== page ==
After two games, there has been plenty of grumbling by the Ontario coaches, players, and management about officiating. The Ontario representative labeled the Manitoba referees as being "whistle happy" and that Manitoba played "sissy lacrosse". Game three will determine if Manitoba's smooth passing ball control game will be victorious over the slash and bang eastern style of play. One advantage Manitoba will have is that the CLA has determined that game 3 will be played under the new draw rule.

In front of over thousand fans, Manitoba carried by outstanding goal tending by Mike Tymtychn and timely goal scoring by Ted Derrett nipped the Monarch 7 to 6. In the best-played game of the series, the two teams stuck to playing the game, while reducing their number of penalties, there was plenty offence. In what could be best described as a goal tending dual Tymtychn and Russell kept the game close- both stopping numerous break aways and point blank scoring opportunities.

Manitoba held a 6-2 lead after the first periods, with Long Branch closing the gap to 6-4. In the final frantic fourth period, Ontario pressed scoring 2 quick goals, only to be turned away by a strong Manitoba defence and sterling net mind by "Little Mike". Derrett's marker early in the final frame proved to be the winning goal.

For the first time in Manitoba lacrosse history, Manitoba was going to play in the Minto Cup Finals, with the team travelling to Vancouver to play the PNE Indians in a five game series.

In the first game the classy PNE Indians defeated the Manitoba All Stars 14-6. The "star struck" All stars fell behind 6 to 3 after two periods, then the roof fell in. Frustrated by the BC squad's rough style of play and what Manitoba coach Johnny Arondeous considered "laisez-faire" officiating, the "Toba team lost its cool, when their coach was ejected from the game. Alcorn and McQueen lead the Winnipeg goal scorers with two markers apiece.

The second game of the series was a complete reversal of the first game. In a hard fought clean game Manitoba held the lead throughout the game until the last 16 seconds, losing 7-6. Winnipeg jumped out to 2-0 lead after one period. Winnipeg lengthened their lead to 5-2 in the third frame. The All Stars leading 6-5, gave up 2 goals in 20 seconds allowing the Indians to sneak out a win. Len Morrow and Barry McQueen lead the 'Tobans with 2 goals each.

The third game of the series was another heart breaker for the Manitoba squad dropping the game 8-5. The Manitoba squad, surprise winners over the Long Branch Monarchs, fought desperately fending off defeat, keeping the game even until the start of the fourth quarter. The smooth passing Indians put the game and series away in the fourth quarter outscoring the road weary visitors. Manitoba challenge was built upon timely goal tending by Mike Tymtych and goal scoring by Gord Horner, Ralph Lyndon, and Dick Paulley. The Manitoba squad faced a long train ride home- humbled but not defeated. They know their performance was a large step for Manitoba on the national lacrosse scene.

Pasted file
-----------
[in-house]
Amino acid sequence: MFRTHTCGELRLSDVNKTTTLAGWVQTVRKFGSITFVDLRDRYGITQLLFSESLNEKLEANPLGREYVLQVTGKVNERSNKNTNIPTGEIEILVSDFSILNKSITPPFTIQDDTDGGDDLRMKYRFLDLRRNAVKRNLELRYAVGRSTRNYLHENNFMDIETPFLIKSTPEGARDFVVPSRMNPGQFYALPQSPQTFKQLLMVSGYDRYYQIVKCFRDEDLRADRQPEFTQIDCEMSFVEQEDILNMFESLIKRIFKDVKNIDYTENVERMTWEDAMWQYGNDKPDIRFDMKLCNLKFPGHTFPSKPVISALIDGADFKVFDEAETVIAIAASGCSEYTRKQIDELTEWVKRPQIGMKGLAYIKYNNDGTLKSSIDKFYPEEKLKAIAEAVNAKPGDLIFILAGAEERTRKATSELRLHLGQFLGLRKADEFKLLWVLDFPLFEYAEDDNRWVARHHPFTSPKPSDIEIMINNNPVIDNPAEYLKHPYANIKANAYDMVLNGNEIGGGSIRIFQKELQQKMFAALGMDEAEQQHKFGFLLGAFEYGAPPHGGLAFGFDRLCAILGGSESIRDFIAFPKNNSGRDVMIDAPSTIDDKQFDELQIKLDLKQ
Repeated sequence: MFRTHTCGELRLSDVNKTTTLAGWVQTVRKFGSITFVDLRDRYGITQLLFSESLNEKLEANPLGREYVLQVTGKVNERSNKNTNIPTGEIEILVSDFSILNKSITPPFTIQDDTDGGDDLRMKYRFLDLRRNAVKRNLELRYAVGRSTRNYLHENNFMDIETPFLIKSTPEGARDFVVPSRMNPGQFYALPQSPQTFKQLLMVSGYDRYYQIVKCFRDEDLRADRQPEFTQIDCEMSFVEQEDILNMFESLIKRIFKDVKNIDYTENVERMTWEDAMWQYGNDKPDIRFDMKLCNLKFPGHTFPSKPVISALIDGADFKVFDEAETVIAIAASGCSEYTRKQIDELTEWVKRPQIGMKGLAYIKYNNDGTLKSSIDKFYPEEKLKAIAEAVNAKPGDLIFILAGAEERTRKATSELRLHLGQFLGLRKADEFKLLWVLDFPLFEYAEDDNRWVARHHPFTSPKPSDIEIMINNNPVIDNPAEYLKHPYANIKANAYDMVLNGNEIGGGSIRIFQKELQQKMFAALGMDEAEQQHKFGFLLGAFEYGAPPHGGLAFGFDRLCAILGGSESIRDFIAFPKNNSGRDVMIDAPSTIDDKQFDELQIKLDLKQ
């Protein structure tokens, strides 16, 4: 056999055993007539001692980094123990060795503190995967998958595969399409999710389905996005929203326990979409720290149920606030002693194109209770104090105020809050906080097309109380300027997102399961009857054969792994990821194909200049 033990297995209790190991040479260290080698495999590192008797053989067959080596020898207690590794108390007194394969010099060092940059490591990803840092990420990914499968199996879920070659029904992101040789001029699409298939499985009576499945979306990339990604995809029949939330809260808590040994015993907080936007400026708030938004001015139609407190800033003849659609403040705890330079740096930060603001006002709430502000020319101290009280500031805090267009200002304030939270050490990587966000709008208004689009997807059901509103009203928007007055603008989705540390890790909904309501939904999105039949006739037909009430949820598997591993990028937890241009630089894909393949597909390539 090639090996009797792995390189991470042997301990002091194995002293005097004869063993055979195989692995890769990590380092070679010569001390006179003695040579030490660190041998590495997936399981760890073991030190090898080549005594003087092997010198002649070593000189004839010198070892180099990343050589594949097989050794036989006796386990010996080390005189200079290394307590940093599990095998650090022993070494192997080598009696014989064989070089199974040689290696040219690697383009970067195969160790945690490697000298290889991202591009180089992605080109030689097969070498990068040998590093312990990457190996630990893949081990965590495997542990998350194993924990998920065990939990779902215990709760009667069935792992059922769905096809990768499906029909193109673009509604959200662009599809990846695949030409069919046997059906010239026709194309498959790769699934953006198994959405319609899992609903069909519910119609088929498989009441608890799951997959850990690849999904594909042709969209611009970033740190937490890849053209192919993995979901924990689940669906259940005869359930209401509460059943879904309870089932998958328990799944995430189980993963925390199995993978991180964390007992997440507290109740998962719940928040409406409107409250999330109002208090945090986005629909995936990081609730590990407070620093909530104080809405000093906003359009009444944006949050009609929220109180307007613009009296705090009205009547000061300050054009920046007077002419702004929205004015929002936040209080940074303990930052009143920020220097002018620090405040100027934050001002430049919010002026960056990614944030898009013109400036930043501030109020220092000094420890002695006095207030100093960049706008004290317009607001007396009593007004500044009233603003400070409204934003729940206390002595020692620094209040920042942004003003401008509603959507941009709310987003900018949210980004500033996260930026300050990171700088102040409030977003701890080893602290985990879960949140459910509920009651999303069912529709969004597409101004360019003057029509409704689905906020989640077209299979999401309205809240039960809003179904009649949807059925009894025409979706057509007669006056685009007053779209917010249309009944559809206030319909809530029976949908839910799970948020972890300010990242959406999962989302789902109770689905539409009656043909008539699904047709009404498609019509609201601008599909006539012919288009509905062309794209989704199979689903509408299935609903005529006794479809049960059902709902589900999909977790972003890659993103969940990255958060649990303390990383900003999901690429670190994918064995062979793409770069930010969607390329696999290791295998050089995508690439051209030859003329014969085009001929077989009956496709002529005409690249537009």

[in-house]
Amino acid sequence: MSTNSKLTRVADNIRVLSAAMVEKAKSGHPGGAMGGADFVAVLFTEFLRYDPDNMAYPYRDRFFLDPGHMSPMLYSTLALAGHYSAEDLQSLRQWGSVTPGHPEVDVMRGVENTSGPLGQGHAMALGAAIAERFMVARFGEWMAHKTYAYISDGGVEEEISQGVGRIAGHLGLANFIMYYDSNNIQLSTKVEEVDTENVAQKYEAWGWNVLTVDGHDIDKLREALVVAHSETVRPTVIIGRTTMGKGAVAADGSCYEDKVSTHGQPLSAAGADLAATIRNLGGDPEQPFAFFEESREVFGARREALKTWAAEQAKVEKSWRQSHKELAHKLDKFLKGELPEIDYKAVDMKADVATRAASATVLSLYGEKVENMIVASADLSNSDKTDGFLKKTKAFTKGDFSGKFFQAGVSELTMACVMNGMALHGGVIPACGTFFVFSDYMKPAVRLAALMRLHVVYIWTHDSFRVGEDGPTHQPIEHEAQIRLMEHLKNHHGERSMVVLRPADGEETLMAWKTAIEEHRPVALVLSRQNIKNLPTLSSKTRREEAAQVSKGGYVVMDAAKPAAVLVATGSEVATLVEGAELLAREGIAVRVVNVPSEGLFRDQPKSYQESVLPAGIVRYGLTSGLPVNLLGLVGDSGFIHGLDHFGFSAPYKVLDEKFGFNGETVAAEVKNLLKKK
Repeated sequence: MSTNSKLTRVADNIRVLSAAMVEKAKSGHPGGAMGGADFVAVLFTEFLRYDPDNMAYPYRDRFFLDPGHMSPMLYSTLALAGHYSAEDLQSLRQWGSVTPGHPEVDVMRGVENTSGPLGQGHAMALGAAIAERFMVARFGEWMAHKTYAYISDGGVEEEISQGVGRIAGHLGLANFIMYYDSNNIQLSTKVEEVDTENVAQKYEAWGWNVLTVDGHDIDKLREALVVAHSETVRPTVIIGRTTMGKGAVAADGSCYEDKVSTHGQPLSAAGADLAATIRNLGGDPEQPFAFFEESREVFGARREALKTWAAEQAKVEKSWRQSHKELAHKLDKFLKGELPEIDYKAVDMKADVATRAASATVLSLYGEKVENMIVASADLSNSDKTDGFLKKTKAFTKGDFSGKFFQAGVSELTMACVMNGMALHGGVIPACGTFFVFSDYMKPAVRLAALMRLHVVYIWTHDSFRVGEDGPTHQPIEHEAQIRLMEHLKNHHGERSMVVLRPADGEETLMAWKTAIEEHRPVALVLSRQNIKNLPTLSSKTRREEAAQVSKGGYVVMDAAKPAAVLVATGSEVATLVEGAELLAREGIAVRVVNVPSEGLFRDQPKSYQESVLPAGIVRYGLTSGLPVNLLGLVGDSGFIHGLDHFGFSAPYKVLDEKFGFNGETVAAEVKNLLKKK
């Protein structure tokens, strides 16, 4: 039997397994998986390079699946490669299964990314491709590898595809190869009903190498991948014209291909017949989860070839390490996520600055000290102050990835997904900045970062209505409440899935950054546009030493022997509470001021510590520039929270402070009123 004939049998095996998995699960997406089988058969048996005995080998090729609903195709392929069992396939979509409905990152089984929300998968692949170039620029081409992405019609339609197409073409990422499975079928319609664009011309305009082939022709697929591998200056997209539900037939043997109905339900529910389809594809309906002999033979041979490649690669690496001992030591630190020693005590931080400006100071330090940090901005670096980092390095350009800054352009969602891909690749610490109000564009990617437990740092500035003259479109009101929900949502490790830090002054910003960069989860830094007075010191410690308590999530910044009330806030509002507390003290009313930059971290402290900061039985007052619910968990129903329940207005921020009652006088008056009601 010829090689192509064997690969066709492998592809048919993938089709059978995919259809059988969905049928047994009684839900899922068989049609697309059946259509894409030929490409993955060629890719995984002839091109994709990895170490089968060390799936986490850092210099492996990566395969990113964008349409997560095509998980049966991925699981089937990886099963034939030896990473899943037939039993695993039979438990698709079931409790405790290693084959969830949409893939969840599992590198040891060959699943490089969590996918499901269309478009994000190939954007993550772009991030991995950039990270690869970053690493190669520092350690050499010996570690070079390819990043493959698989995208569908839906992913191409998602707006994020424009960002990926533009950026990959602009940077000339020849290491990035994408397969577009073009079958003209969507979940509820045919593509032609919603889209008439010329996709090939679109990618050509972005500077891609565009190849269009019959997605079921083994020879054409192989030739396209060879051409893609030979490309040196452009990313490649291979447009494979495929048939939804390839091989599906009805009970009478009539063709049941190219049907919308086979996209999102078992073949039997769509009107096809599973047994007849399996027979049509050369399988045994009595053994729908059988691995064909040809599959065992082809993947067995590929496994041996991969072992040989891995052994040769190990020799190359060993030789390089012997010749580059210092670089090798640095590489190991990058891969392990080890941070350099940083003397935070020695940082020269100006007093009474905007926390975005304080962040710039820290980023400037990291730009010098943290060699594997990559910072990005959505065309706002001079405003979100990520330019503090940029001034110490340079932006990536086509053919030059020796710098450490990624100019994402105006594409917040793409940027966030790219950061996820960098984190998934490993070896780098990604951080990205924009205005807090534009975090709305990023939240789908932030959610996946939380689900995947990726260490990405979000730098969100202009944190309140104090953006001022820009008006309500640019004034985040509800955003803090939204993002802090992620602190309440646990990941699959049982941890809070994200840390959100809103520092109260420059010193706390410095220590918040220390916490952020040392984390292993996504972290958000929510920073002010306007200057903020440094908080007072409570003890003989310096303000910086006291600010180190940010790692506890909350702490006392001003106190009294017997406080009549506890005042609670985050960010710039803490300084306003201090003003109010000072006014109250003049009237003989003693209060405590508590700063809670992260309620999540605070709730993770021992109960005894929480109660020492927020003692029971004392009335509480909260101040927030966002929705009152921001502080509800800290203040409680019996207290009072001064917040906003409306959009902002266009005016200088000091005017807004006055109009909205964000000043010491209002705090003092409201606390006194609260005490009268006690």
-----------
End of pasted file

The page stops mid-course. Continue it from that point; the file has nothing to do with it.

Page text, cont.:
The success of the 1954 team was the result of the work done by Tom O'Brien and the Winnipeg Minor Lacrosse Association. The Association flourished fielding teams in the bantam, midget, juvenile, and junior ranks, spreading the game across the city with teams in Deer Lodge, West End, Isaac Brock, Orioles, Norwood, and the North End. It is from this ground swell of lacrosse that came the players of the '54 All Stars. No longer dependent upon a small cadre of players from Elmwood to represent Manitoba, the team drew talent from across the city of Winnipeg. These players went on to fuel the highly competitive senior league of the 1950's and '60- a glory period of Manitoba lacrosse.

Announcements (View All)


ROLAND CHRISTOPHER BRUYERE December 23, 1971 - January 27, 2024 We are saddened to announce the sudden passing of Roland Bruyere on January 27, 2024 at the age of 52. Rolly was a proud husband,...


Mark this event on your new 2024 calendar: MANITOBA LACROSSE ALUMNI REUNION (Featuring the presentation of the Sam Thompson Good Guy Award) SUNDAY, APRIL 28, 2024 1:00 - 4:00 PM AT ELMWOOD...


EMIL JOHN SOHOR August 3, 1955 - December 16, 2023 My beloved husband, Emil, passed away on December 16, 2023, at the age of 68. I, Sandi (nee Hur), will always cherish his memory, his...


The next induction to the Manitoba Lacrosse Hall of Fame will be in the Fall of 2024. If you have someone in your organization that you believe is worthy of a place in the Hall. Go to the...